My Week 216: Brotherly Love

I’m on a boat! Yes, mydangblog is travelling. I’ve been superbusy this week getting work stuff done and then getting packed up to go, so here’s what I have for you. You know I write this blog, and you might know that I’m a published novelist, but I also write short stories. I’ve only ever posted one (Donut Store Memories), but I thought I’d share this one with you just for fun. OK, it’s not particularly funny–in fact, it’s kind of dark, but I hope you like it. I’ll be back next week with tales of my adventures but for now…

Brotherly Love

Jackson Wills had loved Joy Wills from the first moment he’d seen her in the Stag And Horn Pub five years ago. She had come towards him, smiling, hand outstretched. Even from a distance, he could see the delicate bones of her wrist, the porcelain skin, and the fine veins beneath it. When she laughed, he could have sworn he heard tiny silver spoons tapping against crystal wine glasses. Her eyes were brown, a honey-caramel colour that he could have stared into until the end of time. Her long, brown hair was tucked behind one ear, a perfect, shell-like ear. He thought that if he could just lean in a little, he might hear the ocean in that ear. As they spoke, the world around him faded away, and the only thing in the vacuum of silence that remained was Joy. He’d felt that way 5 years ago, and he still felt that way now. There was only one problem. Joy Wills was married to Jackson’s twin brother, MacKenzie.

Mack. The outgoing one, the “fun” twin. Identical to Jack in every way physically, but as different in personality as two people could be. Jack was quiet, introspective, preferring books to people. Mack was loud, a daredevil, always surrounded by a coterie of the equal-minded and equally loud. On the playground when they were children: Jackson always on the periphery; MacKenzie always in the centre. As high school students: Mack, the captain of every team, the president of every club, never without a girlfriend, never lonely on a Friday night; Jackson, on the bench, student council treasurer, invited to parties only as an afterthought.

In university, Jack came into his own, his preference for academia making him popular with professors and to a certain extent, with women. Mack continued to be Mack, but floundered under the pressures of his program, skating just above the cut every semester, spending more time in campus bars than in class. The field of play, such as it was, had finally leveled out. Jack was happy. And then Mack introduced him to Joy.

Mack and Joy had met in a class that she was taking out of interest; he was taking it in the hope that it was an easy credit: Introduction to Sartre. Unfortunately for Mack, it wasn’t easy, and he had turned one afternoon to the beautiful girl sitting next to him in the lecture hall and whispered, “I don’t get the point of this.” She had laughed, that silver-spoon-on-crystal laugh, and replied, “Good one!” He had no idea what she meant by ‘Good one’, but he went with it as he always did, and laughed along with her. Then he asked her out. When he confessed to her that night that he didn’t actually understand what the course was about, she found him charmingly candid. He confided this to Jackson some time after the wedding, laughing at the irony of Joy’s confidence in his honesty. Jackson said nothing, the tapping of silver spoons on crystal still ringing in his ears. It surprised him that Mack even understood the concept of irony. And he continued to say nothing each time Mack asked him to cover for him. Even as an adult, Mack was never without a girlfriend; it didn’t matter that he also had a wife.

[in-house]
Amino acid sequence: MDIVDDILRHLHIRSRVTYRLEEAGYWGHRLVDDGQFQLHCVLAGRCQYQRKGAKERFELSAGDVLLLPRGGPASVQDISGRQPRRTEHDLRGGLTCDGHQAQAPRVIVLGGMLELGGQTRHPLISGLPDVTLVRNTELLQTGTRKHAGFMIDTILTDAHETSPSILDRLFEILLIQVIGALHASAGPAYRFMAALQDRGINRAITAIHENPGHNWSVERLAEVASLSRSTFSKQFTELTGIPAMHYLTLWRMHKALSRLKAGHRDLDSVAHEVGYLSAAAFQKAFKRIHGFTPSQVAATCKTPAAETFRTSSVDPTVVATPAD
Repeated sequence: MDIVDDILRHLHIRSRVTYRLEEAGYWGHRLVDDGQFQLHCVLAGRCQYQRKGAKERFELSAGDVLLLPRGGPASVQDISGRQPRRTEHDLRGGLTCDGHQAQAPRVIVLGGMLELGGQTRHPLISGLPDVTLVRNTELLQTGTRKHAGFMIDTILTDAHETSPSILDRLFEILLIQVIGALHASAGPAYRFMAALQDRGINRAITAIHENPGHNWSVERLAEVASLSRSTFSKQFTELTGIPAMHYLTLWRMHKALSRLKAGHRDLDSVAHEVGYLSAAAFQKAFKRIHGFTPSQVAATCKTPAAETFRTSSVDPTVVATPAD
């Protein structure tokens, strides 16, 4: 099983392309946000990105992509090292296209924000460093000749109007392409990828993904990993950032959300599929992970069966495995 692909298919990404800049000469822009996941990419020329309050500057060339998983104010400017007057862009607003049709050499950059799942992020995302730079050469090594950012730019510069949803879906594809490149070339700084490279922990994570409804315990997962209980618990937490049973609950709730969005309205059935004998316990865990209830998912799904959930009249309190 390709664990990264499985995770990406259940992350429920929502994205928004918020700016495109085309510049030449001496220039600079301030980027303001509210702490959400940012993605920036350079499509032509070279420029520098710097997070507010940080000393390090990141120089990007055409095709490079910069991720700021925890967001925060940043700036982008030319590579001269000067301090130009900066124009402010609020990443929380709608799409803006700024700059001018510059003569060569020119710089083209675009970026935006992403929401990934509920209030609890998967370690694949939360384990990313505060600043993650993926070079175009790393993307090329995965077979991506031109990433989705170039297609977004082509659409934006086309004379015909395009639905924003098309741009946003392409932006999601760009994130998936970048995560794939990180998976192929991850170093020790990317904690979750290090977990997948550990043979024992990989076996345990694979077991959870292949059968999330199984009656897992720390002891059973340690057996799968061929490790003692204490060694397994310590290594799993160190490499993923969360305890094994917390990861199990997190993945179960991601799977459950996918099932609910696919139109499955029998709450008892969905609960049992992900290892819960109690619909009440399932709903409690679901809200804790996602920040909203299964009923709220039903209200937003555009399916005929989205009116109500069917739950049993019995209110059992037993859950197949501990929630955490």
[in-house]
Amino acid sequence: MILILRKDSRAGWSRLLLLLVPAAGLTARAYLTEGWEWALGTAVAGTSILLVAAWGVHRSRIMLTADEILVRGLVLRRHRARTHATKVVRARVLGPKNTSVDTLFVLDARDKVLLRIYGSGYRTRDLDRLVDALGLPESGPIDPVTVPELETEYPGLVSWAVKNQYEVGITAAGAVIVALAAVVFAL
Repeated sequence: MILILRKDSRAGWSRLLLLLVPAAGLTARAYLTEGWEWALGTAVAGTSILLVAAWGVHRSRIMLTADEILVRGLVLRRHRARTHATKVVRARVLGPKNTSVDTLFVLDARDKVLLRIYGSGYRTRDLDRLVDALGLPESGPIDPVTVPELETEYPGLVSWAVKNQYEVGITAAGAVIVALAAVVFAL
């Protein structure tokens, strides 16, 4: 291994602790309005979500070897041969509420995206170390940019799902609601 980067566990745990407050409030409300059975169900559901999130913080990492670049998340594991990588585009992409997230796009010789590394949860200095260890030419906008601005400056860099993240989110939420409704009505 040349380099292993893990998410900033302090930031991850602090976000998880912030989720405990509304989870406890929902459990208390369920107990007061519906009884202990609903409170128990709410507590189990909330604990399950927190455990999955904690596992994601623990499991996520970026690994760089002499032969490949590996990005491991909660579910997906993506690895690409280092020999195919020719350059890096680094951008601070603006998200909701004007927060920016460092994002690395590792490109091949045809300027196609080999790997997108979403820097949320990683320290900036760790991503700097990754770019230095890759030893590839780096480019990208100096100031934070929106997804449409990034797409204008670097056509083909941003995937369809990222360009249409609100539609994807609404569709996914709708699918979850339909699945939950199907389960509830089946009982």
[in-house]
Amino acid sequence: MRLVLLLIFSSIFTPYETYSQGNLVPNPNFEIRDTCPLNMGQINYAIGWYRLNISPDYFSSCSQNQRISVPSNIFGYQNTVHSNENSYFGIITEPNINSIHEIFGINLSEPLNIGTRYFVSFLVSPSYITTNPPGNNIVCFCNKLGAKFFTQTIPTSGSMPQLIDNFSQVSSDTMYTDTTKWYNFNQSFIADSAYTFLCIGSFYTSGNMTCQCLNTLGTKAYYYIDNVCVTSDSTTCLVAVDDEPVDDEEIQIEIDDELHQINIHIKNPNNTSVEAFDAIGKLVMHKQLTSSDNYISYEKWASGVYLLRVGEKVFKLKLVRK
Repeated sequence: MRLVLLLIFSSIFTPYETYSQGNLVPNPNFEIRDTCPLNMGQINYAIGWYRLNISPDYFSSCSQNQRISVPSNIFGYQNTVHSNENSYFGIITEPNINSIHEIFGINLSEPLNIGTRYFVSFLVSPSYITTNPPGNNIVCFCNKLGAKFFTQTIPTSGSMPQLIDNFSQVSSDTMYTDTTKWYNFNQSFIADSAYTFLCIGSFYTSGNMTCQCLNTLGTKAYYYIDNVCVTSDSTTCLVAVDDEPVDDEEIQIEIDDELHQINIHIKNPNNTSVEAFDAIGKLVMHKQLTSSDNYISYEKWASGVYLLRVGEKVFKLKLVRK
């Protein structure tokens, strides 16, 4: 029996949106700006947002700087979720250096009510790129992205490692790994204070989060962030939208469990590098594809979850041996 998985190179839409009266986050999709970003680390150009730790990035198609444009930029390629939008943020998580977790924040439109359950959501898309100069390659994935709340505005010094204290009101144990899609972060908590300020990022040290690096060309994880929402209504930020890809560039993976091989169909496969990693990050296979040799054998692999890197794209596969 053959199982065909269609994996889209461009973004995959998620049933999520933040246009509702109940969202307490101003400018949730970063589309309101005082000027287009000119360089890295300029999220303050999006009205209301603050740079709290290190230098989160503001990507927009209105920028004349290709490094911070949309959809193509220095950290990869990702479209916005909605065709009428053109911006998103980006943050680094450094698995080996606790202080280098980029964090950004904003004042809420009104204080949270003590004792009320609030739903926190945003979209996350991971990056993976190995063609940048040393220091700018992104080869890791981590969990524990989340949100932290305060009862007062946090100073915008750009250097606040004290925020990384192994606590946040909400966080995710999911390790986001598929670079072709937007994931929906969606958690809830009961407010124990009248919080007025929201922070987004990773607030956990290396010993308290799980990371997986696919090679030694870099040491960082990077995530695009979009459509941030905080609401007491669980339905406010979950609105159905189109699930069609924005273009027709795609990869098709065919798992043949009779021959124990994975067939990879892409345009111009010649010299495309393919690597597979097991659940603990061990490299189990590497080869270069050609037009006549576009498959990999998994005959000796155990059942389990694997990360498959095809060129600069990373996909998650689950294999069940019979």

Of course, Jackson’s silence was completely selfish. The first time Mack had used him as an excuse (“I’m spending the night at Jack’s. He’s going through a rough time right now…”), he was understandably furious. He found out after the fact when MacKenzie called him, begging him not to tell Joy the truth, that he’d gone out for drinks after work, and went home with a woman in Human Resources whose name he couldn’t even recall. Jackson’s first instinct was to go straight to Joy. But then he stopped. He realized that if Joy knew the truth, she would leave Mack, and he might never see her again. He was sure of one thing, and one thing only—the absence of Joy in his life would kill him.

So, for the past five years, he had been complicit in Mack’s dalliances. But it wasn’t for nothing. Mack started “going out of town for business” which gave Jack the opportunity to spend time with Joy. They liked the same books and spent hours discussing them; they went to the movies, to concerts, and they drank wine, simply talking. As eager as Mack was to get away from Joy, Jack was equally as eager for him to be gone. It was heaven. But then Mack would come back, and everything would return to normal.

One day, it occurred to Jackson that there might be a better solution to his dilemma. Divorce was impossible—he would lose Joy forever. If she and Mack split up, there was little chance that she would want to spend time with a man who looked exactly like him. And Joy seemed to have little concern about the fact that Mack was rarely home. She had a good job herself, and friends, and Jackson, to whom she had referred more than once as her “best” friend. More importantly, when Mackenzie WAS home, she seemed happy, and gave no indication that she even suspected that he was seeing other women. Jackson would watch them together, as seemingly delighted to be a couple as they were the first time Mackenzie had introduced Joy to him in the Stag And Horn. He burned with jealousy and desire, tempered only by the plan that he was slowly and carefully formulating, biding his time until the moment was right.

Then, one Saturday night, they were all out together—Mack and Joy, and Jackson with a woman from his software firm named Kim. He spent most of the evening focused on Joy, barely speaking to his date, who eventually gave up and just ordered a double scotch. Mack was in fine form, though, subtly flirting with Kim. It had long ago occurred to Jackson that he and his brother had never once, even as children, pretended to be each other. It would have been as difficult for Mack to stay quiet as it would have for Jack to be loud. But now, as adults…

Finally, Mack excused himself to go to the restroom, and Jackson followed. Once they were both alone, he broached the topic.

“Kim’s lovely, isn’t she?” he said, as they stood facing the urinals.

Mack looked at him sideways. “Great body,” he said. “Have fun with that. I’m jealous.”

“She’s not my type. She was spending a lot of time watching you when you weren’t looking.”

“Oh, I was looking,” Mack smirked. “Too bad.”

“Well,” Jackson hesitated. “Here’s a thought….”

He carefully explained the plan to his brother, expecting that the combination of Mack’s obvious interest in Kim, combined with the fact that he was slightly drunk would make him compliant. But Mack was outraged.